If you have access to the internet, of course, you can get a slightly clearer view of what happened, where and when. Mind you, even the better maps that you can find on line still take some interpretation. Still, it would have been nice to have the book more accessible to those of us who don't carry the maps in our heads.
The reason why this is important is that even though this book is kind of an index tour of the Civil War, it still gets into a lot of detail - which general moved which army across which river is vital to understanding how the war progressed. The reason the book can go into such detail is that this is one of the most extensively studied conflicts in our history. Every battle, the movement of every army has been studied and documented over the last century and a half, and there's no sign of it slowing down. The Civil War is fundamental to how our nation became what it is, and as such it is an obsession for the United States.
That's what this book really tries to understand - why, of all the wars that we have fought, are we so obsessed with this one? You don't see people doing a lot of World War 2 re-enactments or dressing up to fight mock battles of our cute little war with Spain. I'm pretty sure there won't be any kind of Afghan War Re-enactment Society a hundred and fifty years from now.
It was a horrible war. It took more lives in a single battle than we've seen in our current Middle East conflict so far. It was fought by untrained, inexperienced men who had no idea what they were in for when they signed up. It was a war fought not only for territory but for ideals - for the South's ability to maintain its agrarian slave culture and for the North's ability to keep the Union whole. It was a war that could have gone a thousand different ways, each more horrible than the last, and the fact that it ended as well as it did is completely due to the strength of character possessed by all the men involved in sealing that bloody peace. It was a war that was, perhaps, inevitable.
That was something I took away from this book. The Civil War had to happen. In order for our country to progress, it had to do away with the things that was holding it back, slavery being one of those things. It was a test to see if the union could balance its ideals of liberty and order, and to see if it was worthy of forging ahead. It was a war that settled who we are as a nation, at least for a little while, and put paid to the question of whether we were a bunch of congenial states or a true nation, ready to take its place in the world.
The Civil War is one of those topics that people spend their lives studying, and rightly so. Its effects can be felt even today, and the echoes from the shots fired at Fort Sumpter and Gettysburg and Shiloh won't fade as long as this nation survives. For Americans, to know the Civil War is to know how grateful we should be that we have the country we do. It is often said that soldiers die to keep us free, but I would say than no army of the United States since then has done so more literally than the army of this conflict.
For those of you who aren't American, this might give you a little insight into our character. Most nations wouldn't survive such a conflict, with such immense losses of life and the utter destruction of an economy. But we did, somehow. The wounds from that war aren't entirely healed - there are still scars. But we have stayed together since then, and I reckon that nothing is going to tear us apart again.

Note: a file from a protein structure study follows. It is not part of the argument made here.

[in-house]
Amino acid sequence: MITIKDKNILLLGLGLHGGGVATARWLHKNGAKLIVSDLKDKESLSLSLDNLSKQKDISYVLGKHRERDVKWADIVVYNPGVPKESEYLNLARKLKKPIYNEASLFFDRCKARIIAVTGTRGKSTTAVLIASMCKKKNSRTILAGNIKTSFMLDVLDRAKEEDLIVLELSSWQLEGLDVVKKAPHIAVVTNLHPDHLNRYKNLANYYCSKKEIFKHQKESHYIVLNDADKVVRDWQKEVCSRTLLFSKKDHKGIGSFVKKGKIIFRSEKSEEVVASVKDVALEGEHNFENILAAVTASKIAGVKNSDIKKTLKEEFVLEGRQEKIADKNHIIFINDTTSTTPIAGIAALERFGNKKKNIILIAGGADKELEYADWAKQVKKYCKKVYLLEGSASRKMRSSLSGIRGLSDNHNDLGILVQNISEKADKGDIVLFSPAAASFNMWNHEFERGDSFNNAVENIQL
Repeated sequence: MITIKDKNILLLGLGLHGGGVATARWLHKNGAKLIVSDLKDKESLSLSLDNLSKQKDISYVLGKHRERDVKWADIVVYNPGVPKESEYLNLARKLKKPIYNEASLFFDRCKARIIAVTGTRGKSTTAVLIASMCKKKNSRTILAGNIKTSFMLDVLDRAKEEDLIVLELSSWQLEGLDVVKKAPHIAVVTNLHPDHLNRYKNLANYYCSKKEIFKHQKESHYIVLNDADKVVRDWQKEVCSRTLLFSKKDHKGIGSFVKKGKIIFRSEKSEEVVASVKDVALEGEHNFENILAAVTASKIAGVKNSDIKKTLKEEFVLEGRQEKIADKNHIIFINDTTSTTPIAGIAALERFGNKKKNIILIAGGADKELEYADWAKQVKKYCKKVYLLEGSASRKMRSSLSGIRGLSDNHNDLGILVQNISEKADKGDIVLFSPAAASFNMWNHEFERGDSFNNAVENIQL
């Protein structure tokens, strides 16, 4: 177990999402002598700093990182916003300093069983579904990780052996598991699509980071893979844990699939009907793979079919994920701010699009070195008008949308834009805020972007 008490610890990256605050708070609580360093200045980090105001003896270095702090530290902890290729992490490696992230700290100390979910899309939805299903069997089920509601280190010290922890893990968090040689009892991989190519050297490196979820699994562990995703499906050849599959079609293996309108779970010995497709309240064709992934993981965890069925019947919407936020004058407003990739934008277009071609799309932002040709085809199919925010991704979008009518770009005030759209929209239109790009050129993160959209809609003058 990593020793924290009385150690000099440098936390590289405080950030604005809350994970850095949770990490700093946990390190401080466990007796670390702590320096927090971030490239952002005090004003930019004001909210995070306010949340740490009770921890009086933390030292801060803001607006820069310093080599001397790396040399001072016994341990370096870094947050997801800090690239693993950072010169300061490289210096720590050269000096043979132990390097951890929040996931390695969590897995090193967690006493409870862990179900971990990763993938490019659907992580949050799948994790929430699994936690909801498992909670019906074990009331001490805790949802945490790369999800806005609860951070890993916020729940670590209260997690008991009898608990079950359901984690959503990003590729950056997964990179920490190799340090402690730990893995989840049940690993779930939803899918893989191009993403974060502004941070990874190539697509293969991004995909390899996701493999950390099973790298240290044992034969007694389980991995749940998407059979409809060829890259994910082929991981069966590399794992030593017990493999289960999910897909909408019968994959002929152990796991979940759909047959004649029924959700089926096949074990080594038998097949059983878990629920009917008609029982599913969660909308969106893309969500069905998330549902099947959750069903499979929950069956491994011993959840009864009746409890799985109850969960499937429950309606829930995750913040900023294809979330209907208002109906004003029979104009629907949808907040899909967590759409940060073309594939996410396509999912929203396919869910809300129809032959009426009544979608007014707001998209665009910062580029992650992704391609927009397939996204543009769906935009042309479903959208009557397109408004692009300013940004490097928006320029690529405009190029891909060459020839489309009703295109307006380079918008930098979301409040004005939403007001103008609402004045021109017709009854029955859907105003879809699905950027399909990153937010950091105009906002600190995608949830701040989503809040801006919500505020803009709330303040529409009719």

So Grandmom, Grandpop, I'm sorry. I really should have appreciated what you tried to teach me. But now I do, and I can pass it on to others....
"A singular fact about modern war is that it takes charge. Once begun it has to be carried to its conclusion, and carrying it there sets in motion events that may be beyond men's control. Doing what has to be done to win, men perform acts that alter the very soil in which society's roots are nourished. They bring about infinite change, not because anyone especially wants it, but because all-out warfare destroys so much that things can never again be as they used to be."
Bruce Catton, The Civil War
Bruce Catton on Wikipedia
The Civil War on Amazon.com
The American Civil War on Wikipedia
Thursday, November 11, 2010
Ryoma - Life of a Renaissance Samurai by Romulus Hillsborough
If he had been born in the US, Sakamoto Ryoma would have been an ideal model of the American Dream. He was born to a poor family that had bought its way into samurai status only a couple of generations before. When he was a kid, people thought he was kind of slow and useless, and never thought he'd amount to anything. He was terrible in school, and so his father enrolled him in a school for sword fighting, where he found his passion.
He was a damn good swordsman, and quickly became qualified to open his own dojo. By this point, it looked like Sakamoto Ryoma would have been simply another famous name in the annals of Japanese swordsmanship.
And then the Americans came, and all hell broke loose.
The shogunate, knowing it was outgunned by the Americans, agreed to let them in, a decision that sent shockwaves around Japan. A political world that had been fairly simple to live in - a hierarchical system in which the Shogun was at the top of one's loyalty chain and the Emperor was someone about whom one did not even think - became so complex that "Byzantine" doesn't even begin to describe it. Webs were spun, and within instants, there were factions who wanted a thousand different things for the future. The simplest of these, and the one that Ryoma and other lower samurai from his home region latched on to at first, was simple: Throw out the foreigners and throw down the Shogun.